PepsiCo Inc. will spell out that its Aquafina bottled water is made with tap water, a concession to the growing environmental and political opposition to the bottled water industry, according to a report from the news agency Reuters.
Corporate Accountability International, a U.S. watchdog group, announced yesterday that PepsiCo, the world’s No. 2 beverage company, will include the words "Public Water Source" on Aquafina labels.
"If this helps clarify the fact that the water originates from public sources, then it’s a reasonable thing to do," said Michelle Naughton, a Pepsi-Cola North America spokeswoman.
Pepsi Chief Executive Indra Nooyi told Reuters earlier this week the company was considering such a move.
Pepsi’s Aquafina and Coca-Cola Co’s Dasani are both made from purified water sourced from public reservoirs, as opposed to Danone’s Evian or Nestle’s Poland Spring, so-called "spring waters," shipped from specific locations the companies say have notably clean water.
Coca-Cola Co. told Reuters it will start posting online information about the quality control testing it performs on Dasani by the end of summer or early fall.
"Concerns about the bottled-water industry, and increasing corporate control of water, are growing across the country," said Gigi Kellett, director of the "Think Outside the Bottle" campaign, which aims to encourage people to drink tap water.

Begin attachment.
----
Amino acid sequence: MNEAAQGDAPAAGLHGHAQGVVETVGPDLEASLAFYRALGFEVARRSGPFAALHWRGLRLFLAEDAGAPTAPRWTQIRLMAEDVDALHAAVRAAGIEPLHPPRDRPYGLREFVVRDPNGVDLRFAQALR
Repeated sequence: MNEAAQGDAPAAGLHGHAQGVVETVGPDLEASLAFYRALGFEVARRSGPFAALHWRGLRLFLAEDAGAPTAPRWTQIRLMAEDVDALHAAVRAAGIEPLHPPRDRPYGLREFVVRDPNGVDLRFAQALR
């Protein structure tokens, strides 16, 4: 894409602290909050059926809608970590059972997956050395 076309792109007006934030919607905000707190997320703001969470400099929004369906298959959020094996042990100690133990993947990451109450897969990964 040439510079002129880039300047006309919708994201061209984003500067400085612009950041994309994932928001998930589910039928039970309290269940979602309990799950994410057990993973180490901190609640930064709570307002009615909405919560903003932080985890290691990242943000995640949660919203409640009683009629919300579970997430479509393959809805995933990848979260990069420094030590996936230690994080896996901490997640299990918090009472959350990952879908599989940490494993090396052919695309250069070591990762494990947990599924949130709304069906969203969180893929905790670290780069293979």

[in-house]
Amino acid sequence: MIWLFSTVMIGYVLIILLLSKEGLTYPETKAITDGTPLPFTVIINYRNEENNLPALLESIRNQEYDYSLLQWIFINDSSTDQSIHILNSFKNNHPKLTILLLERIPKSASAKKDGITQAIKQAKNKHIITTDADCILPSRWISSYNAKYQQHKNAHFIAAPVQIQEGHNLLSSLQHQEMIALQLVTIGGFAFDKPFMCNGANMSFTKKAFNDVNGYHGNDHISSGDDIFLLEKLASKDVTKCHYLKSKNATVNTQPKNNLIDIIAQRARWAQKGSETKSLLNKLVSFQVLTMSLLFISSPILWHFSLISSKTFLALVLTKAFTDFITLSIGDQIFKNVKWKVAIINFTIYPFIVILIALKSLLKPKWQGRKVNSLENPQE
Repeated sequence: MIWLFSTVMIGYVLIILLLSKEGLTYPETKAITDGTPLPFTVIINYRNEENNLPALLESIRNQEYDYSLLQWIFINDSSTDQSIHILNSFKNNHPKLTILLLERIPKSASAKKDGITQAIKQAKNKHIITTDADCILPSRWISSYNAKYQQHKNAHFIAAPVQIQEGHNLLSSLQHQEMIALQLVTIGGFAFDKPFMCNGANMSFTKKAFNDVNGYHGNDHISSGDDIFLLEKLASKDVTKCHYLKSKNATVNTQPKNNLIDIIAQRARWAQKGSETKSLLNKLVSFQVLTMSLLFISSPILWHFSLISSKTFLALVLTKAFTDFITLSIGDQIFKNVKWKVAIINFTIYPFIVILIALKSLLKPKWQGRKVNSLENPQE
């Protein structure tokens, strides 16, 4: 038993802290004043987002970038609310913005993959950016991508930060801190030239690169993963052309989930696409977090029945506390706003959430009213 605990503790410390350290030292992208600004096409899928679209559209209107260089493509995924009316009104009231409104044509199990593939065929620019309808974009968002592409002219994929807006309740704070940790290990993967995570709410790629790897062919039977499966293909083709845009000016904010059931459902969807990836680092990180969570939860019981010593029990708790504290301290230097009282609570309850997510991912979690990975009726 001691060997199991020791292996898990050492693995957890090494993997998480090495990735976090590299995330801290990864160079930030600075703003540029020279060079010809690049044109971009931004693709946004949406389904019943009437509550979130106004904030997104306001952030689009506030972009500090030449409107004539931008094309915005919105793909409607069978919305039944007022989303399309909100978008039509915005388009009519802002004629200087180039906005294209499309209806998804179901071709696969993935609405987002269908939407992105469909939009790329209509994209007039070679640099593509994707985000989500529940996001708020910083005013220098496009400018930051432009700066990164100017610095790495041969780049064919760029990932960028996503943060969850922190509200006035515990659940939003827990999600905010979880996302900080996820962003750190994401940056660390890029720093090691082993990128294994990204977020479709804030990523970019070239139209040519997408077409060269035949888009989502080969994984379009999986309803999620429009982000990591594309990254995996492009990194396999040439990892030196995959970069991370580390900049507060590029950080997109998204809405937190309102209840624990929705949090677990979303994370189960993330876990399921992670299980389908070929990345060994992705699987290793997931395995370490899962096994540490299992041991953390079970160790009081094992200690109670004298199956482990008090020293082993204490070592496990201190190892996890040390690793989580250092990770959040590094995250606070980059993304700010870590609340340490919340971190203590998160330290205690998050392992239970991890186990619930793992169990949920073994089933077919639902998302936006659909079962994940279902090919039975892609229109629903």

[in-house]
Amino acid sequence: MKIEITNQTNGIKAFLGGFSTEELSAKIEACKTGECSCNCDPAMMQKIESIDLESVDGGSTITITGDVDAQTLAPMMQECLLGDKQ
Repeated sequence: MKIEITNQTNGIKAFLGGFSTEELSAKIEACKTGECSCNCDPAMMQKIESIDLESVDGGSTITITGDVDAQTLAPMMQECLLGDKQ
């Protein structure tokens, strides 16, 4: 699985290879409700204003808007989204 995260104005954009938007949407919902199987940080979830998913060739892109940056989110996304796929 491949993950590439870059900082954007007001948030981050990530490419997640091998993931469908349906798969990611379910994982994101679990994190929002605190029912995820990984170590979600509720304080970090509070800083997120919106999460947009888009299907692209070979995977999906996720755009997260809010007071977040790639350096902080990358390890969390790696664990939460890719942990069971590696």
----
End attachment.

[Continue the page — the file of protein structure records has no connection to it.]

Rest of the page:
Political pressure has been ratcheted up against bottled water companies recently. San Francisco’s mayor banned city employees from using city funds to buy bottled water when tap water is available. Ann Arbor, Michigan passed a resolution banning commercially bottled water at city events and Salt Lake City, Utah asked department heads to eliminate bottled water.
Critics charge the bottled water industry adds plastic to landfills, uses too much energy by producing and shipping bottles across the world and undermines confidence in the safety and cleanliness of public water supplies, all while much of the world’s population is without access to clean water.
But industry observers said such opposition is unlikely to drain U.S. sales of bottled water, which reached 2.6 billion cases in 2006, according to Beverage Digest. The industry newsletter estimated that U.S. consumers spent about $15 billion on bottled water last year.
"Consumers have an affection for bottled water. It’s not an issue of taste or health, it’s about convenience," the newsletter’s publisher, John Sicher, told Reuters. "Try walking up (New York City’s) Third Avenue on a hot day and getting a glass of tap water."